A few too many? Scientists offer their best bets on curbing the hangover misery (Photo: Volodymyr Goinyk / Shutterstock.com)
From burned toast to raw eggs, there is no shortage of "hangover cures" to fix what ails you. Here's the science behind the best remedy for your pounding head and queasy stomach.
Chinese researchers suggest chugging a Sprite the morning after. Or if you prefer to skip the sweet stuff, soda water may be a good alternative. How it works is that it helps the body better metabolize alcohol, and in particular, speeds up your ability to process aldehyde dehydrogenase (ALDH), which is thought to be responsible for the symptoms of a hangover.
Interestingly, the scientists found that sipping herbal tea may slow down the process, prolonging your hangover. The results, announced October 2013, were published in the Royal Society of Chemistry journal 'Food and Function'.
In a separate 2011 study, researchers suggest that your best bet might be a cup of joe and a painkiller.
Published in the peer-reviewed online science journal PLoS One, the study revealed that common treatments for hangover headache, such as caffeine and over-the-counter anti-inflammatory drugs, block the effects of your hangover.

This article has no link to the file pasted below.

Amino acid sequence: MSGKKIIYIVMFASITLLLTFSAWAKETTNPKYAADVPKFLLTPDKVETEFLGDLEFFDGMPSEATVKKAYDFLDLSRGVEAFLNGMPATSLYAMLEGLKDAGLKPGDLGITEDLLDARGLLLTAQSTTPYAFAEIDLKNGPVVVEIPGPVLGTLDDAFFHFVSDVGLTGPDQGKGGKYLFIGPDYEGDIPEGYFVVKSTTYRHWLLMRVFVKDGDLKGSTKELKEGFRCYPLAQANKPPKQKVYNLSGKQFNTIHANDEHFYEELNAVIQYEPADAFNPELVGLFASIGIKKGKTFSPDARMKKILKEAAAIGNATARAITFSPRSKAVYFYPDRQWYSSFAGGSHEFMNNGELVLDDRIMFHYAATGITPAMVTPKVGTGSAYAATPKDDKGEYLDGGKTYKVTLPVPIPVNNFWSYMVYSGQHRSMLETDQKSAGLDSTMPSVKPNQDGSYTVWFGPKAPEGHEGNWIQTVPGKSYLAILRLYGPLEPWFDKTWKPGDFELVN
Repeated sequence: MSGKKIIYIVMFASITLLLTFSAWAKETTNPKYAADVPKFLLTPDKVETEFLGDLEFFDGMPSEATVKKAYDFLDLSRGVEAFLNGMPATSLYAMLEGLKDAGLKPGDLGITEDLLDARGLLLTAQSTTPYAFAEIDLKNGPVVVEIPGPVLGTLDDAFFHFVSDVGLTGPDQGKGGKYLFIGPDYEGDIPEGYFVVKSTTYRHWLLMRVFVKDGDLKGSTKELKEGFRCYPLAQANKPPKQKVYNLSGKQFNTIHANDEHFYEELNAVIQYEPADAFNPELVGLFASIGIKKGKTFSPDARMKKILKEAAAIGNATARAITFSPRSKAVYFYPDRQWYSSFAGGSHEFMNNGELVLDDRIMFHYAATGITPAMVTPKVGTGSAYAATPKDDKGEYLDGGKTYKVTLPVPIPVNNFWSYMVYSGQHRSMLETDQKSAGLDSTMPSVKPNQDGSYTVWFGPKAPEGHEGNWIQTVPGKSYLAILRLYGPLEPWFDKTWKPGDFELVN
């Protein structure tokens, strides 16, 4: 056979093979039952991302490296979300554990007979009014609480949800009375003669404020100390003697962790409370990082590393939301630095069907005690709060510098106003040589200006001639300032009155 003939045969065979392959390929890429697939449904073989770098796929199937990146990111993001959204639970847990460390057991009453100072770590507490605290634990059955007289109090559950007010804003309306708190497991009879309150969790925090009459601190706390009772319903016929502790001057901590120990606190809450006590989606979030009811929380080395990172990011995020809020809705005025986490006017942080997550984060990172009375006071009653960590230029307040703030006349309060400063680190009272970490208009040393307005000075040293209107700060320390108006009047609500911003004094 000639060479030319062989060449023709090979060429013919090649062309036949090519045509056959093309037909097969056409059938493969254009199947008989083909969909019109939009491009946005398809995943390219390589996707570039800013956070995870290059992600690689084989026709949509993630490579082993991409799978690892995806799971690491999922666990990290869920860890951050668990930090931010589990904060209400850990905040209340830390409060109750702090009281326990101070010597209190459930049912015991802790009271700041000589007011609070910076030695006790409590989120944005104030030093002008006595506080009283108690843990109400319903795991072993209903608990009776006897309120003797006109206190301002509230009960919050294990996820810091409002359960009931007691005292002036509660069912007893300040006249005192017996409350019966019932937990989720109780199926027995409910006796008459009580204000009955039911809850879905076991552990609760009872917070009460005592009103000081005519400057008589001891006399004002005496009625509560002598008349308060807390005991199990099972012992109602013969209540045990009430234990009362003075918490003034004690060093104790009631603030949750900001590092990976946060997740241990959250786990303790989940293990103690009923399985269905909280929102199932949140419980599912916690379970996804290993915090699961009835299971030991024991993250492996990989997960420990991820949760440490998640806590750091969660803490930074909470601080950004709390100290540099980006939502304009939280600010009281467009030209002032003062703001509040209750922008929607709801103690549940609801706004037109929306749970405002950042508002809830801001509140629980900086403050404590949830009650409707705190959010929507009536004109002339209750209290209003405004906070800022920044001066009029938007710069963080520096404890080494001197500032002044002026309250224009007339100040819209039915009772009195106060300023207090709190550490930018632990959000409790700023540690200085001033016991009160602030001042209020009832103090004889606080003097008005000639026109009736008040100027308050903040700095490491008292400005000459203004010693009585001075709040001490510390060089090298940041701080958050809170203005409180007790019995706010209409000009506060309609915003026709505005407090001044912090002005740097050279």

Best solution: drink coffee about four hours after drinking, when acetate levels begin to spike. But don't overdo it, since caffeine works as a diuretic and can further dehydrate your body, making you feel worse.
A few other tried-and-true ways to curb the misery is to avoid drinking alcohol on an empty stomach and load up on carbohydrate-filled snacks to slow down the body's absorption of the alcohol, The Independent reports.
Also, be sure to drink plenty of fluids the morning after, but avoid greasy, fatty, or spicy foods, which may be tempting but could make you feel worse.
What about the infamous "hair of the dog"? A 2011 study published in 'PLoS One' found alcohol to be a poor hangover remedy as it causes greater alcohol dependence. Your best bet? Boiled or poached eggs, whole-grain toast, and a fruit smoothie.